Ahh... just in case you thought you had a handle on Motorola's strategy now that they've launched their first Symbian smartphone, think again. This morning it was announced that Nokia and Psion are buying out Motorola's shares in Symbian. This explains Motorola's lack of any real movement on the Symbian front and their lack of real commitment to the platform with phones running Linux and Microsoft coming soon. But it's incredible to me that this is announced THE DAY AFTER the launch of their first Symbian device, but there you have it, Motorola's famous zig-zagging continues apace.
In the press release Moto has this to say:
"As a Symbian licensee, Motorola will continue to support the Symbian OS for specific customer and business needs, such as in our 3G devices. However, our primary software focus for the mass market will stay centered on Java, which is also supported by Symbian. We believe Java is what ultimately provides our customers worldwide with the most optimized and differentiated mobile experiences," said Scott Durchslag, corporate vice president of Motorola's Personal Communications Sector.
I can't say it's a bad strategy in general. Java is a platform after all. This move also explains why Moto said it plans to eventually use Linux in most of its handsets, including the less-expensive models last week during Moto's Linux phone launch last week. Java runs just as well on top of Linux, right? But is this really their plan?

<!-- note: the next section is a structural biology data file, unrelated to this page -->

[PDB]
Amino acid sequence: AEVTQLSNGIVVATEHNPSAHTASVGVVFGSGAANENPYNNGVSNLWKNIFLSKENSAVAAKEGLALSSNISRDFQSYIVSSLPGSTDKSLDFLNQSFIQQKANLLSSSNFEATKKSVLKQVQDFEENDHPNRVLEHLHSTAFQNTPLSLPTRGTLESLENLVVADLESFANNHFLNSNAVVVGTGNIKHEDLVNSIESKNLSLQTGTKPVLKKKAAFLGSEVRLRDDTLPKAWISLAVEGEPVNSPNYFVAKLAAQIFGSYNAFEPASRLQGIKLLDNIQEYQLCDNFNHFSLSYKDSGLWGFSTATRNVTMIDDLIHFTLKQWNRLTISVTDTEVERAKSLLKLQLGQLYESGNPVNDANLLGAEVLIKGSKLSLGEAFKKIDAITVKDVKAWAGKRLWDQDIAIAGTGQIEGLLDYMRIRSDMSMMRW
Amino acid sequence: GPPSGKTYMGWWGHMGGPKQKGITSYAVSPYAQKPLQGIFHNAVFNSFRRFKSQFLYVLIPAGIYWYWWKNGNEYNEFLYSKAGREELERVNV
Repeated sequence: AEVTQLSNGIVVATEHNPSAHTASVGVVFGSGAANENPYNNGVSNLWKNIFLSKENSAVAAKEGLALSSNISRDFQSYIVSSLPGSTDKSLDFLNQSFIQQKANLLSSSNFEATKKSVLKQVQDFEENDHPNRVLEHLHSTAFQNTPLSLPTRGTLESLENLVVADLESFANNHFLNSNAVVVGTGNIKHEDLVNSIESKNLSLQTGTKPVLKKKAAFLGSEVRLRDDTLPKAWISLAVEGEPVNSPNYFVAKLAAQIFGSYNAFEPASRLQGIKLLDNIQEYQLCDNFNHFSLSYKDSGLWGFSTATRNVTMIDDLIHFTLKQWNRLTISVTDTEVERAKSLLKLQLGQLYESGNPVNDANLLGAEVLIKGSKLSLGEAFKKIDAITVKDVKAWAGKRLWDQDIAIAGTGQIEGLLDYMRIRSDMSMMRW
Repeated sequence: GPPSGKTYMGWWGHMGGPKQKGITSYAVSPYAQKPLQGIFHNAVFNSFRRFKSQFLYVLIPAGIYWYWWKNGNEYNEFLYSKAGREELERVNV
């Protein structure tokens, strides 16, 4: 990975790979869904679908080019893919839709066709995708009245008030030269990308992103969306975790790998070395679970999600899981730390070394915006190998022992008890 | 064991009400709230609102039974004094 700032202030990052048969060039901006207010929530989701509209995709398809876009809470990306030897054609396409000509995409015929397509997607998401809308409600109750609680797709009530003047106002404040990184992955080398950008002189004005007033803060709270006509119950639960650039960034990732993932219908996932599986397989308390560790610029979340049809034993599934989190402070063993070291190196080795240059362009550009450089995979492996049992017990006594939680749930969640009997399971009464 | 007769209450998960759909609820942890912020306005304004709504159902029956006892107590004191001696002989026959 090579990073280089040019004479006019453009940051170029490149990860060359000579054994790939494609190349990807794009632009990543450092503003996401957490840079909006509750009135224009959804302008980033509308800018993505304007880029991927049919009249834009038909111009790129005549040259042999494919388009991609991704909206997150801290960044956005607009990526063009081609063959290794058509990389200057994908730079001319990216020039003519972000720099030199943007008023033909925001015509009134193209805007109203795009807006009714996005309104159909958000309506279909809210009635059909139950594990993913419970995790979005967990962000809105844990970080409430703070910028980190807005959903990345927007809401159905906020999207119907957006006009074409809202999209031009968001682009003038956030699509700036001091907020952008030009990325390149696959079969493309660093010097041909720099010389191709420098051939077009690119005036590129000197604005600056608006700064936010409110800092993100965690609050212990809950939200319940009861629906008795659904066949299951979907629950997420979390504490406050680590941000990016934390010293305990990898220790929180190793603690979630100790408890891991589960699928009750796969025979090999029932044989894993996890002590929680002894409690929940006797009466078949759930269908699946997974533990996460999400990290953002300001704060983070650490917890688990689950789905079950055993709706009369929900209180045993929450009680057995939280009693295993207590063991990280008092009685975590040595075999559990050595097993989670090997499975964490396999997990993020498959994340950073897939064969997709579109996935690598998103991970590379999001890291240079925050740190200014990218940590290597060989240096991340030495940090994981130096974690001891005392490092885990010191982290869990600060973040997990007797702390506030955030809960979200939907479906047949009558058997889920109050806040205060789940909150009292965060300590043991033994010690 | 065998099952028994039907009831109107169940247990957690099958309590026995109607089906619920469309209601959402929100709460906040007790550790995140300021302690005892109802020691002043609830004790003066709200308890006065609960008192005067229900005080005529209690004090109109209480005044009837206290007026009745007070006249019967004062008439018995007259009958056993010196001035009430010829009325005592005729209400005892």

I have to say that it makes me wonder. Motorola, somehow, is the world's #2 phone manufacturer, yet they seem to have absolutely no long-term strategy besides throwing stuff against the wall to see what sticks. Follow my thoughts: First they're an investor in Symbian and present a united front against Microsoft invading the mobile phone market and commodizing mobiles like the PC market (leaving MS with massive revenues while manufacturers scrape for razor-thin returns), but then they don't launch any Symbian devices, even after the OS has been battled tested a bit by Nokia and is ready for prime-time. Then they announce a Linux phone, and shortly thereafter a Microsoft one. (Of course, the Linux Moto uses doesn't run on the Embeddix OS they bought last December, but Montavista instead...). Then they *finally* get a Symbian device out the door and all of us Symbian watchers now think that the floodgates have been opened, and its announced they're stepping out of the consortium and concentrating on Java.
Okay, what is it Moto? Are you Symbian supporters? Linux heads? Java advocates? Microsoft Drones? You want to do *all* that? How the hell are you going to *support* that many OSes? How the hell are you going to *integrate* services across phones and offer advanced and more compelling devices and applications if you don't have any long term strategy or standard OS? How much do you think it's going to cost in research and development to put all your devices on various OSes? Don't you guys have *any* thoughts towards efficiency? How much do you think it cost Nokia to develop the 6600? A lot less than the 3650, I'm sure. And a whole lot less than the 7650. That's the whole idea of standardizing on a platform.
I mean, hey, if there *is* a strategy, then we'd all like to know it. Especially us developers... I'd LOVE to support Motorola. It's a cool company with a long history and is centered in the U.S. I'd rather not give my cash to some government subsidized Finish operation, but hey, baby, you're not helping me out at all!
Throw us a frikin' line here, Moto! Draw out a roadmap. Throw some bread crumbs down so we can figure out where you're going...